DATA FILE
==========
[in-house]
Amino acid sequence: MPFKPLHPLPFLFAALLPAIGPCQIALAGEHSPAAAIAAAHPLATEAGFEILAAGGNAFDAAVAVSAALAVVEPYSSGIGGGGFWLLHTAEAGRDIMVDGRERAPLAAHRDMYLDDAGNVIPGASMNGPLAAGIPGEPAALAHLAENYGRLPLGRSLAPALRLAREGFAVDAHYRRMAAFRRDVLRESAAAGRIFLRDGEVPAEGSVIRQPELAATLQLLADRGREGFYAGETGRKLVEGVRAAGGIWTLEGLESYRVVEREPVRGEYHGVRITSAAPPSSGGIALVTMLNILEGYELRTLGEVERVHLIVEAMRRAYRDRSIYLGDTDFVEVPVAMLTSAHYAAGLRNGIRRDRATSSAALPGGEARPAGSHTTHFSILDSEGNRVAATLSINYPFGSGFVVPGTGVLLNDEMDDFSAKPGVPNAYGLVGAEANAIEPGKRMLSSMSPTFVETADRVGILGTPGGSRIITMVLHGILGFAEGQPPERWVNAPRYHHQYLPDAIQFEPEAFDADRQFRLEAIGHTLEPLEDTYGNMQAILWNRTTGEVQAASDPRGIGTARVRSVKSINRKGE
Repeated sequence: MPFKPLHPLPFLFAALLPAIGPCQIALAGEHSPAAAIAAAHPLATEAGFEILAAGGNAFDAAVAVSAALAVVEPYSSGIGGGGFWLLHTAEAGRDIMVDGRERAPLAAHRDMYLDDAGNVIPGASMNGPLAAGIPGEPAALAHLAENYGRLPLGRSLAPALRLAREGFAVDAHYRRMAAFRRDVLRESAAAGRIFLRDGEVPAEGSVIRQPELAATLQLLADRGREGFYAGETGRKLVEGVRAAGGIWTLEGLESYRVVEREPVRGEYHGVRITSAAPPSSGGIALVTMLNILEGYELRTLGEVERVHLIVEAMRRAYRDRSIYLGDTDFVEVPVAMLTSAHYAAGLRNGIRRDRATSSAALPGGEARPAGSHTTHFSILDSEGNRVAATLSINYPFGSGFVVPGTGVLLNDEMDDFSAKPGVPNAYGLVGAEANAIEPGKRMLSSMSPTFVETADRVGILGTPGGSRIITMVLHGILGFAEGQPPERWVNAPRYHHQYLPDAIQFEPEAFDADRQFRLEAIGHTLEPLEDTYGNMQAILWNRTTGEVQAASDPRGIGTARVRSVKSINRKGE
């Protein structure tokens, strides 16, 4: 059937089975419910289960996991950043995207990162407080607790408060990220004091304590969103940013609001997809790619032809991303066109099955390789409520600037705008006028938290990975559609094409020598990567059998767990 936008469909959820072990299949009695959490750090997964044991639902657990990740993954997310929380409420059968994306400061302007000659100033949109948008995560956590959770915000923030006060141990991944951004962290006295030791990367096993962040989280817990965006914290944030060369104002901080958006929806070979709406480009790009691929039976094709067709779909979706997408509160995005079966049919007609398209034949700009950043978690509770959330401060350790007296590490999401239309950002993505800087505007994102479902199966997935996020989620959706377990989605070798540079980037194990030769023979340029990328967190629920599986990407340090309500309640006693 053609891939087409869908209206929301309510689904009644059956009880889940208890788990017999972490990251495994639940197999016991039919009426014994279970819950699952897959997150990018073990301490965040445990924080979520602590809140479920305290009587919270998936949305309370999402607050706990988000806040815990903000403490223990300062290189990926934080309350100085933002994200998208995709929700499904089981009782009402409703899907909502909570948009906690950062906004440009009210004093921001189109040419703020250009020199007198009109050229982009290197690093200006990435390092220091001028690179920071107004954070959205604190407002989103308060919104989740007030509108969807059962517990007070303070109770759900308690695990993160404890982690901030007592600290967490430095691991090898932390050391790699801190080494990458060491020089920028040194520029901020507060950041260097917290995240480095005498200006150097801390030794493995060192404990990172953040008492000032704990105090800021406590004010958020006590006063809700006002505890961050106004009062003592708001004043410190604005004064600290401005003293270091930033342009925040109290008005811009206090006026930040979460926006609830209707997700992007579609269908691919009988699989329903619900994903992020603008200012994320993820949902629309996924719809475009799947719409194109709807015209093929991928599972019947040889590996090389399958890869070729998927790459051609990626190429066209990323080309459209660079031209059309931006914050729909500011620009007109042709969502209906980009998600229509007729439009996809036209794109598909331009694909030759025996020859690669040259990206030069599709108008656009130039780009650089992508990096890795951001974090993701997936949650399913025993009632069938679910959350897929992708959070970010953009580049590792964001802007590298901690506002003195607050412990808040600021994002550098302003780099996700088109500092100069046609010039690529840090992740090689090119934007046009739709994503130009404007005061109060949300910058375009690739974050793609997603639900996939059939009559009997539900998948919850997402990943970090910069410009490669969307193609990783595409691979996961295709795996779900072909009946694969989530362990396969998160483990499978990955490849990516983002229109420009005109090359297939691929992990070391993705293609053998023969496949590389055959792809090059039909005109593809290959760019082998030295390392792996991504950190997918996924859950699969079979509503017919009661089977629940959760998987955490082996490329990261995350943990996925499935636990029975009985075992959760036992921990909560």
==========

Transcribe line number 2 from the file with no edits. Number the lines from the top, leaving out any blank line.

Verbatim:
Amino acid sequence: MPFKPLHPLPFLFAALLPAIGPCQIALAGEHSPAAAIAAAHPLATEAGFEILAAGGNAFDAAVAVSAALAVVEPYSSGIGGGGFWLLHTAEAGRDIMVDGRERAPLAAHRDMYLDDAGNVIPGASMNGPLAAGIPGEPAALAHLAENYGRLPLGRSLAPALRLAREGFAVDAHYRRMAAFRRDVLRESAAAGRIFLRDGEVPAEGSVIRQPELAATLQLLADRGREGFYAGETGRKLVEGVRAAGGIWTLEGLESYRVVEREPVRGEYHGVRITSAAPPSSGGIALVTMLNILEGYELRTLGEVERVHLIVEAMRRAYRDRSIYLGDTDFVEVPVAMLTSAHYAAGLRNGIRRDRATSSAALPGGEARPAGSHTTHFSILDSEGNRVAATLSINYPFGSGFVVPGTGVLLNDEMDDFSAKPGVPNAYGLVGAEANAIEPGKRMLSSMSPTFVETADRVGILGTPGGSRIITMVLHGILGFAEGQPPERWVNAPRYHHQYLPDAIQFEPEAFDADRQFRLEAIGHTLEPLEDTYGNMQAILWNRTTGEVQAASDPRGIGTARVRSVKSINRKGE